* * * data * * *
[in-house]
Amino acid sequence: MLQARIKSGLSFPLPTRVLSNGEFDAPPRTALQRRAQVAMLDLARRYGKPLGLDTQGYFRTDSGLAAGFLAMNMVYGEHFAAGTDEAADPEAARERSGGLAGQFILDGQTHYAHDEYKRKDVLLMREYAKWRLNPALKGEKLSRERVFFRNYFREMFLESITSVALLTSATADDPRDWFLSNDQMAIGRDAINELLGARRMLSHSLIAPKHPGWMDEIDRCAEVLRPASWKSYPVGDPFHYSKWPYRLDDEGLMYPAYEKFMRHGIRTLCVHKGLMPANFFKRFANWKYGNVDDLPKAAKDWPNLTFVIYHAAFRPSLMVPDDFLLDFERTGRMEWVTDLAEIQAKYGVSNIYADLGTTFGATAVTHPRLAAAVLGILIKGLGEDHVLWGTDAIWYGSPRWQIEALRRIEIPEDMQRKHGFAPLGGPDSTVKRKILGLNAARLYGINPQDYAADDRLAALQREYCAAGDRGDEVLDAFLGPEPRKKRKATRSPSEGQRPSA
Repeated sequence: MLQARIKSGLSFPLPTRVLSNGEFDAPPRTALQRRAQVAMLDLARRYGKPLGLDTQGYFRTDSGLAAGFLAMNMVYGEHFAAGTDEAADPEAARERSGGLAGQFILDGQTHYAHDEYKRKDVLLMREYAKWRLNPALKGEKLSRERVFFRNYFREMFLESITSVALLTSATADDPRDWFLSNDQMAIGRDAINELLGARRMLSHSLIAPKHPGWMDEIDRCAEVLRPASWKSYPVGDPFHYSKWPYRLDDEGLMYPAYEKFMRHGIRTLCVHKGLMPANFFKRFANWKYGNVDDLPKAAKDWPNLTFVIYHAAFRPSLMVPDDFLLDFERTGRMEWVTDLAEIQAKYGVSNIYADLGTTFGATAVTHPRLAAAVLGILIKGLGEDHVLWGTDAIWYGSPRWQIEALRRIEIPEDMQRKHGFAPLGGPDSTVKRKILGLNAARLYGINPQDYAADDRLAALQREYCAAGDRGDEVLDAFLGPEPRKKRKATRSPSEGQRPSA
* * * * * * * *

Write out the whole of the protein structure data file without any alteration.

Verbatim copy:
[in-house]
Amino acid sequence: MLQARIKSGLSFPLPTRVLSNGEFDAPPRTALQRRAQVAMLDLARRYGKPLGLDTQGYFRTDSGLAAGFLAMNMVYGEHFAAGTDEAADPEAARERSGGLAGQFILDGQTHYAHDEYKRKDVLLMREYAKWRLNPALKGEKLSRERVFFRNYFREMFLESITSVALLTSATADDPRDWFLSNDQMAIGRDAINELLGARRMLSHSLIAPKHPGWMDEIDRCAEVLRPASWKSYPVGDPFHYSKWPYRLDDEGLMYPAYEKFMRHGIRTLCVHKGLMPANFFKRFANWKYGNVDDLPKAAKDWPNLTFVIYHAAFRPSLMVPDDFLLDFERTGRMEWVTDLAEIQAKYGVSNIYADLGTTFGATAVTHPRLAAAVLGILIKGLGEDHVLWGTDAIWYGSPRWQIEALRRIEIPEDMQRKHGFAPLGGPDSTVKRKILGLNAARLYGINPQDYAADDRLAALQREYCAAGDRGDEVLDAFLGPEPRKKRKATRSPSEGQRPSA
Repeated sequence: MLQARIKSGLSFPLPTRVLSNGEFDAPPRTALQRRAQVAMLDLARRYGKPLGLDTQGYFRTDSGLAAGFLAMNMVYGEHFAAGTDEAADPEAARERSGGLAGQFILDGQTHYAHDEYKRKDVLLMREYAKWRLNPALKGEKLSRERVFFRNYFREMFLESITSVALLTSATADDPRDWFLSNDQMAIGRDAINELLGARRMLSHSLIAPKHPGWMDEIDRCAEVLRPASWKSYPVGDPFHYSKWPYRLDDEGLMYPAYEKFMRHGIRTLCVHKGLMPANFFKRFANWKYGNVDDLPKAAKDWPNLTFVIYHAAFRPSLMVPDDFLLDFERTGRMEWVTDLAEIQAKYGVSNIYADLGTTFGATAVTHPRLAAAVLGILIKGLGEDHVLWGTDAIWYGSPRWQIEALRRIEIPEDMQRKHGFAPLGGPDSTVKRKILGLNAARLYGINPQDYAADDRLAALQREYCAAGDRGDEVLDAFLGPEPRKKRKATRSPSEGQRPSA